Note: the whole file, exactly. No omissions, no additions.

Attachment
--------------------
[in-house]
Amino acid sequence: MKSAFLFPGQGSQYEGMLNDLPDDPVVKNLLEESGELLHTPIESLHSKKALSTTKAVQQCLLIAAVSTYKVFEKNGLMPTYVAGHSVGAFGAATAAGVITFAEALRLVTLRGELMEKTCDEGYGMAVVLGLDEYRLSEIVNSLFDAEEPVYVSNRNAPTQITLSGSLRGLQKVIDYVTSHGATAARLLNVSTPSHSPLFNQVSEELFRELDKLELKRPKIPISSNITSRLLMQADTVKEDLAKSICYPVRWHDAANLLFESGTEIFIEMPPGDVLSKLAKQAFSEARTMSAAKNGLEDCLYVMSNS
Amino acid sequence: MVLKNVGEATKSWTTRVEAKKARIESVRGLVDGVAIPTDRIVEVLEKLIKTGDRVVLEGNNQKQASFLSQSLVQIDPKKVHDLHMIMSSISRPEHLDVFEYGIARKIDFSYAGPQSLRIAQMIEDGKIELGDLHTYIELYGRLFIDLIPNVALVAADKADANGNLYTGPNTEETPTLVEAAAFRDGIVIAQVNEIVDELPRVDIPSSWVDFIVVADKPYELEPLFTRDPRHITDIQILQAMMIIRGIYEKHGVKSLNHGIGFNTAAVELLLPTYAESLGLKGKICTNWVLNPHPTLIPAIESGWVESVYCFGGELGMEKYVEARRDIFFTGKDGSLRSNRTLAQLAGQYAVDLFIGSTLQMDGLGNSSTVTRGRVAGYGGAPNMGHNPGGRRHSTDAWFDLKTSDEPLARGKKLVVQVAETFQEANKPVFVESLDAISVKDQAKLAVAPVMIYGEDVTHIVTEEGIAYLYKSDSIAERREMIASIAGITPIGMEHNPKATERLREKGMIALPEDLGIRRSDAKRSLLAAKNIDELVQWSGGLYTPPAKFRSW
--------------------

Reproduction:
[in-house]
Amino acid sequence: MKSAFLFPGQGSQYEGMLNDLPDDPVVKNLLEESGELLHTPIESLHSKKALSTTKAVQQCLLIAAVSTYKVFEKNGLMPTYVAGHSVGAFGAATAAGVITFAEALRLVTLRGELMEKTCDEGYGMAVVLGLDEYRLSEIVNSLFDAEEPVYVSNRNAPTQITLSGSLRGLQKVIDYVTSHGATAARLLNVSTPSHSPLFNQVSEELFRELDKLELKRPKIPISSNITSRLLMQADTVKEDLAKSICYPVRWHDAANLLFESGTEIFIEMPPGDVLSKLAKQAFSEARTMSAAKNGLEDCLYVMSNS
Amino acid sequence: MVLKNVGEATKSWTTRVEAKKARIESVRGLVDGVAIPTDRIVEVLEKLIKTGDRVVLEGNNQKQASFLSQSLVQIDPKKVHDLHMIMSSISRPEHLDVFEYGIARKIDFSYAGPQSLRIAQMIEDGKIELGDLHTYIELYGRLFIDLIPNVALVAADKADANGNLYTGPNTEETPTLVEAAAFRDGIVIAQVNEIVDELPRVDIPSSWVDFIVVADKPYELEPLFTRDPRHITDIQILQAMMIIRGIYEKHGVKSLNHGIGFNTAAVELLLPTYAESLGLKGKICTNWVLNPHPTLIPAIESGWVESVYCFGGELGMEKYVEARRDIFFTGKDGSLRSNRTLAQLAGQYAVDLFIGSTLQMDGLGNSSTVTRGRVAGYGGAPNMGHNPGGRRHSTDAWFDLKTSDEPLARGKKLVVQVAETFQEANKPVFVESLDAISVKDQAKLAVAPVMIYGEDVTHIVTEEGIAYLYKSDSIAERREMIASIAGITPIGMEHNPKATERLREKGMIALPEDLGIRRSDAKRSLLAAKNIDELVQWSGGLYTPPAKFRSW